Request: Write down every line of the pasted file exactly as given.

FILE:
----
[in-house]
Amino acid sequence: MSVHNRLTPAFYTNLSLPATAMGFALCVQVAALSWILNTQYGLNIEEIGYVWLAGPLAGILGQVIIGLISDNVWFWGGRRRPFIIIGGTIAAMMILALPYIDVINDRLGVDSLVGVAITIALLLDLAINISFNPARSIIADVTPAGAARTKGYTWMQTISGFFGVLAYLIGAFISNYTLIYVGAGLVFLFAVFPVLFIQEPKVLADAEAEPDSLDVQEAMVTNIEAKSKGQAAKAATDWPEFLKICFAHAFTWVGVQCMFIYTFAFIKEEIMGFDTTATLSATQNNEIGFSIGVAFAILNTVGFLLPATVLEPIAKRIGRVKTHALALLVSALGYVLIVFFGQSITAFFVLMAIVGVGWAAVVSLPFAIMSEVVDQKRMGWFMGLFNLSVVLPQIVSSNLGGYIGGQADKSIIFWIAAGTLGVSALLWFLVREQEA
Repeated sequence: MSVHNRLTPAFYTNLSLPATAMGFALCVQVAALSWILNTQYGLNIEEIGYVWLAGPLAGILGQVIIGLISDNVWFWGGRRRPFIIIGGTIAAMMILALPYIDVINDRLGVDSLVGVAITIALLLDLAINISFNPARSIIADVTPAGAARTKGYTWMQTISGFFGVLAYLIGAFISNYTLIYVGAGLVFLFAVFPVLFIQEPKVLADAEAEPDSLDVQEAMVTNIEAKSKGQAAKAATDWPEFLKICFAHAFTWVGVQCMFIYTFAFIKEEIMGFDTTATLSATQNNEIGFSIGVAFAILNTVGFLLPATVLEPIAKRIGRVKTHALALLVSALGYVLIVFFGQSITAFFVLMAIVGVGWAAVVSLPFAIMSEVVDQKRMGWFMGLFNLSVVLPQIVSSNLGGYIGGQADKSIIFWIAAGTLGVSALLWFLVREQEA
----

[in-house]
Amino acid sequence: MSVHNRLTPAFYTNLSLPATAMGFALCVQVAALSWILNTQYGLNIEEIGYVWLAGPLAGILGQVIIGLISDNVWFWGGRRRPFIIIGGTIAAMMILALPYIDVINDRLGVDSLVGVAITIALLLDLAINISFNPARSIIADVTPAGAARTKGYTWMQTISGFFGVLAYLIGAFISNYTLIYVGAGLVFLFAVFPVLFIQEPKVLADAEAEPDSLDVQEAMVTNIEAKSKGQAAKAATDWPEFLKICFAHAFTWVGVQCMFIYTFAFIKEEIMGFDTTATLSATQNNEIGFSIGVAFAILNTVGFLLPATVLEPIAKRIGRVKTHALALLVSALGYVLIVFFGQSITAFFVLMAIVGVGWAAVVSLPFAIMSEVVDQKRMGWFMGLFNLSVVLPQIVSSNLGGYIGGQADKSIIFWIAAGTLGVSALLWFLVREQEA
Repeated sequence: MSVHNRLTPAFYTNLSLPATAMGFALCVQVAALSWILNTQYGLNIEEIGYVWLAGPLAGILGQVIIGLISDNVWFWGGRRRPFIIIGGTIAAMMILALPYIDVINDRLGVDSLVGVAITIALLLDLAINISFNPARSIIADVTPAGAARTKGYTWMQTISGFFGVLAYLIGAFISNYTLIYVGAGLVFLFAVFPVLFIQEPKVLADAEAEPDSLDVQEAMVTNIEAKSKGQAAKAATDWPEFLKICFAHAFTWVGVQCMFIYTFAFIKEEIMGFDTTATLSATQNNEIGFSIGVAFAILNTVGFLLPATVLEPIAKRIGRVKTHALALLVSALGYVLIVFFGQSITAFFVLMAIVGVGWAAVVSLPFAIMSEVVDQKRMGWFMGLFNLSVVLPQIVSSNLGGYIGGQADKSIIFWIAAGTLGVSALLWFLVREQEA